Rodriguez says that they may even be forced to make workers redundant in the longer run if the world market price plummets further. He likened the current state to the economic crisis of the early 2000s. He says it took years for the market to recover – he fears the pandemic has the potential to do the same. “We experienced something like this in 2005-2006, when the US economy contracted. It will take time for world market to recover – I would say it took years to recover the last time and with COVID-19 it will take some time, too.”
If the pandemic persists and the economic fallout continues, some fisherfolk may not be able to afford to earn a living through fishing. Currently, fisherfolk are experiencing hard times and many are struggling to support their households. And because the sector provides employment for vulnerable groups, it is not far-fetched that these challenges can give rise to secondary impacts of COVID-19, including poverty and hunger.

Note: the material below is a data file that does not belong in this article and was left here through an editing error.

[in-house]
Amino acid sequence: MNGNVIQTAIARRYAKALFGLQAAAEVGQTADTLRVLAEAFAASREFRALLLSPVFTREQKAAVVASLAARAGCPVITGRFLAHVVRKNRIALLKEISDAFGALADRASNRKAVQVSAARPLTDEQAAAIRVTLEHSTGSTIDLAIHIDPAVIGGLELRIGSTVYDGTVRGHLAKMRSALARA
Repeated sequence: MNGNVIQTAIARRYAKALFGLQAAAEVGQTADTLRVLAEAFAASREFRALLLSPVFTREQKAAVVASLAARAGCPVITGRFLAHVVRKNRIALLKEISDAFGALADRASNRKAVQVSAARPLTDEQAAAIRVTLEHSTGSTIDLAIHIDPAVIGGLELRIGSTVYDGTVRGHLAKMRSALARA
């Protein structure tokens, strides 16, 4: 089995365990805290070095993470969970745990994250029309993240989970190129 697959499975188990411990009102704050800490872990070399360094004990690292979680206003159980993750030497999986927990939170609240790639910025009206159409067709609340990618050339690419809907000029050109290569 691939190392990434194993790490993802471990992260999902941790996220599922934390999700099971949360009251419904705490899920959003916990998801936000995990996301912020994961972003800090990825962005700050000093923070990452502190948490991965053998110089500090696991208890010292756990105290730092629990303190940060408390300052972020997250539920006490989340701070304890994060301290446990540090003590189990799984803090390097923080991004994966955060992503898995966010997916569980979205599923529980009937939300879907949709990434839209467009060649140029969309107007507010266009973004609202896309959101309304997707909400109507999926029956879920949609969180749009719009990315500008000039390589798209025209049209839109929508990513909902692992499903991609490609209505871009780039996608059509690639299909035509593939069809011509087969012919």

Is there any consequence for management?
With the collapse of the tourism industry and slowdown of the global economy, most marine protected areas lost their biggest revenue stream which has forced them to cut costs. The Association of Protected Areas Management Organizations calculates a loss of one point three million dollars with a projection of two point four million in financial loss through the end of the year.
And managers of these protected areas are concerned these revenue losses will result in scale down of monitoring and enforcement which will see illegal fishers and other nefarious operatives capitalizing on the situation to engage in illicit activities.